In addition, a clinical study involving patients with oral submucous fibrosis showed curcumin-containing turmeric actually reversed DNA damage. Oral submucous fibrosis is a precancerous condition in the mouth.

Curcumin Generates Free Radicals to Kill Unhealthy Cells

To date, the pro-oxidant effects of curcumin are found mostly in studies that demonstrated that curcumin generates free radicals to kill cancer cells with free radicals — not to kill normal, healthy cells. There have been lab experiments where high doses of curcumin caused normal cells to die. However, animal studies with the same high doses of curcumin demonstrated the opposite on the same types of tissue (e.g., liver cells).

How do scientists explain these apparently conflicting results? Those who conducted the lab and animal studies offered one explanation. In the body, curcumin stimulates the production of natural antioxidants that protect normal cells. In fact, even those concerned about curcumin's safety acknowledge it stimulates production of antioxidants and promotes antioxidant activity.

Missing Clinical Trial Evidence of Curcumin's Chemotherapeutic Effect

In 2008, one of those concerned about curcumin raised the fact that curcumin has poor bioavailability. This generally means the substance is poorly absorbed into the bloodstream, and that it doesn't stay in the body long enough to be effective.

Is Curcumin Ineffective and Safe? Or is Curcumin Effective but Unsafe?

The researcher stated that this made curcumin both ineffective as a cancer treatment and non-toxic. He predicted that because curcumin is so quickly broken down in the digestive system, it would not even work against cancer there. However, he did acknowledge evidence that showed curcumin's chemopreventive effects go beyond the gastrointestinal tract. But he does not explain how curcumin demonstrates effects that can prevent cancer without bioavailability. He also doesn't explain his apparently contradictory statements on curcumin's safety. How can curcumin be both non-toxic and potentially cause cancer?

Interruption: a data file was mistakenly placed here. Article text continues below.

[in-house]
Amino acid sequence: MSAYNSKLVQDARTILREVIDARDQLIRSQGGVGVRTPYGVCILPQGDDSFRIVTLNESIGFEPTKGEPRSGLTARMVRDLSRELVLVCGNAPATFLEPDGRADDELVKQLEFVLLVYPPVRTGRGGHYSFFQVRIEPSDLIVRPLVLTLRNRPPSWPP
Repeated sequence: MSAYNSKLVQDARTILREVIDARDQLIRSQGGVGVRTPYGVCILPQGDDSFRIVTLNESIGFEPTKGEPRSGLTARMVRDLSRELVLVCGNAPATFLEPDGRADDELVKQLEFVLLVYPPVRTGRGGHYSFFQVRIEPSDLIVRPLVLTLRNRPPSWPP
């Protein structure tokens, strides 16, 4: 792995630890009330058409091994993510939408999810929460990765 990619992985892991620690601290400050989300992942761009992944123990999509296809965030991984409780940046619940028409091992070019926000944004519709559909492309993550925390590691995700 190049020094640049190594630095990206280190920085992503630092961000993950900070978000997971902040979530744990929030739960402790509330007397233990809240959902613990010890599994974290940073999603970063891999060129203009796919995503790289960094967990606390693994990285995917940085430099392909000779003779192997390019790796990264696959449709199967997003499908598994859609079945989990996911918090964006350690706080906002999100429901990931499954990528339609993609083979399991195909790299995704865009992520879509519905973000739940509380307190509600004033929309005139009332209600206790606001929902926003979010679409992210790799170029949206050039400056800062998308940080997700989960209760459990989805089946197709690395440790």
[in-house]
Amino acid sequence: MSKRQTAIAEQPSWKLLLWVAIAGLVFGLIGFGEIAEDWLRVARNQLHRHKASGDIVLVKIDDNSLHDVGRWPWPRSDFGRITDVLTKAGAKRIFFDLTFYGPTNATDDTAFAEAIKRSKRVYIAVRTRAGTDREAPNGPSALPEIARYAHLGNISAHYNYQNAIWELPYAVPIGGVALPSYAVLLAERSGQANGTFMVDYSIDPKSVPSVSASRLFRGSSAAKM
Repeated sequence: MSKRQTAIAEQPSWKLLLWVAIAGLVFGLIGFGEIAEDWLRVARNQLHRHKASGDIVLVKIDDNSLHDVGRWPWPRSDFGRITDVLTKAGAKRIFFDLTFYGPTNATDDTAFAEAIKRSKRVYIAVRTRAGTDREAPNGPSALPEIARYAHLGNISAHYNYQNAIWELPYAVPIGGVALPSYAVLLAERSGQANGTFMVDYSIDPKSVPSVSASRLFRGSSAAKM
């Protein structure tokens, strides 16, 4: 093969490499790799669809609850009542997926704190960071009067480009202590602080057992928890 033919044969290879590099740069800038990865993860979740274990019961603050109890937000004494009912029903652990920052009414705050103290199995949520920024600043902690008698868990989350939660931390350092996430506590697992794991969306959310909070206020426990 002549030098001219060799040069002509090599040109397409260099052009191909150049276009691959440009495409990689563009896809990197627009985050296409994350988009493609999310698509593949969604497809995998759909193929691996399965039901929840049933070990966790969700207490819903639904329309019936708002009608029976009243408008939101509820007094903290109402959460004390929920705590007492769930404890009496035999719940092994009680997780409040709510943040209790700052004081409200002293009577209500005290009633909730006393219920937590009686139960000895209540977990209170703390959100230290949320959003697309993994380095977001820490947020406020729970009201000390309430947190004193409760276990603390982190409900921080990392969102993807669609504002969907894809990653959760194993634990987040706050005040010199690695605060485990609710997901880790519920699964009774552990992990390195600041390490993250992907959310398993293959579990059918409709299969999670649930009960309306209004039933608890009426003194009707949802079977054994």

In 2010, he and others concede that curcumin has benefits that could be developed into a pharmaceutical drug. However, they expected pure curcumin to fail to demonstrate any benefit in a Phase II pancreatic cancer clinical study. Their expectation of failure was because of curcumin's poor bioavailability.

Inaccurate Statements about Drug Treatment Standards

The “dark side” researchers concluded their 2010 article by commenting on the usual standard for determining a drug's effectiveness. They state that the accepted standard to measure effectiveness is a randomized, double blind, placebo-controlled clinical trial, and that no one had conducted any for curcumin. But they fail to mention that this type of clinical trial is actually not the standard for chemotherapy drugs — a fact noted by one of same researchers in 2008. Chemotherapy effectiveness is typically measured against that of other chemotherapy drugs, not against a placebo.

Failure to Disclose Study Results that Contradict their Conclusions

What is conspicuously not mentioned in the 2010 article is evidence that curcumin did show effectiveness as a cancer treatment for pancreatic cancer. The evidence came from results of a Phase II clinical trial published in 2008. Conducted at the University of Texas M.D. Anderson Cancer Center, the clinical trial involved patients in advanced stages of the lethal cancer. Two of the 21 patients available for evaluation showed clinical responses to curcumin. One patient had stabilized disease for about 2.5 years, and another had a brief but dramatic 73% reduction in pancreatic tumor size.

The two treatment drugs approved by the U.S. Food and Drug Administration to treat pancreatic cancer produce responses in less than 10% of patients. Given this, curcumin does appear to have value as an effective chemotherapy drug for this type of cancer. Not only was it safe and effective, the stage 4 pancreatic cancer patients tolerated curcumin well. They had none of the severe side effects often associated with chemotherapy drugs.

CAS No. 8024-37-1. (i.64)
Turmeric oleoresin containing 79% to 85% curcumin. (i.64)
Joint FAO/WHO Expert Committee on Food Additives (JECFA). (i.59)
8 g/day oral doses. (i.73)